|Author (Person)||Frymark, Kamil, Kwiatkowska-Drozdz, Anna|
|Publisher||Centre for Eastern Studies (OSW)|
|Series Title||OSW Commentary|
|Series Details||No.163 (18.02.15)|
|Content Type||Journal | Series | Blog|
Since the beginning of the Russian-Ukrainian conflict in 2013, profound changes in Germany’s thinking about Russia, its political elite and foreign policy, can be observed. The trust most German politicians had in their former strategic partner has now lessened. At the same time, Germany has been particularly involved in the process of resolving the conflict, which was demonstrated by the intensive diplomatic actions it undertook. When these failed, Chancellor Angela Merkel did not hesitate to force through the introduction and maintenance of economic sanctions.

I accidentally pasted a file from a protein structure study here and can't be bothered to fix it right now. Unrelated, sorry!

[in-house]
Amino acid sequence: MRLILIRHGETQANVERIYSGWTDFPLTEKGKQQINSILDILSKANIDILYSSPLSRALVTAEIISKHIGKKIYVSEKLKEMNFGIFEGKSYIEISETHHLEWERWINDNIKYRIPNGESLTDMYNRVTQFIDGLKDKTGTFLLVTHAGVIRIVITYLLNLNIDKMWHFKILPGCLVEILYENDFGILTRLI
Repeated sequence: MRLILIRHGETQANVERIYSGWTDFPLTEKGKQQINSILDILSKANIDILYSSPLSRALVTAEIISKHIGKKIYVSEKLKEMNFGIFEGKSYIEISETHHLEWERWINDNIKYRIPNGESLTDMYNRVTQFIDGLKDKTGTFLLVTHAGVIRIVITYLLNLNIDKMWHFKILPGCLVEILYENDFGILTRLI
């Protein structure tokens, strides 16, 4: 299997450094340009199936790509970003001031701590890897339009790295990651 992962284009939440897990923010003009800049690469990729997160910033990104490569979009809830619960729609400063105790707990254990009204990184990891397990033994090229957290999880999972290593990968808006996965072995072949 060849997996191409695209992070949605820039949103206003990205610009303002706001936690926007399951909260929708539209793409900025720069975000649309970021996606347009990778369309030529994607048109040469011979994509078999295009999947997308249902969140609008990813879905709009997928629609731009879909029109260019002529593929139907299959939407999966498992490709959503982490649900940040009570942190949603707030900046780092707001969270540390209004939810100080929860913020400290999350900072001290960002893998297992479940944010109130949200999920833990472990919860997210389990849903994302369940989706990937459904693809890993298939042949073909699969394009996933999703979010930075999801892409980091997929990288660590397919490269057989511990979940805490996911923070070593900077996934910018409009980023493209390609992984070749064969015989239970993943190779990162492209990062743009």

At the same time, however, this evolution in Germany’s thinking about Russia has not translated into any change in the two basic assumptions of the German attitude towards a possible solution to the conflict.
The Minsk agreements of 12 February 2015 can be considered a success worthy of a humanitarian mission carried out in the hope of reducing the number of casualties. However, the political mission undertaken by Chancellor Merkel and Foreign Minister Steinmeier aimed at 'ensuring Europe’s security order' has so far resulted in the sense of helplessness and frustration which have recently dominated Germany’s policy towards Russia.
|Countries / Regions||Germany|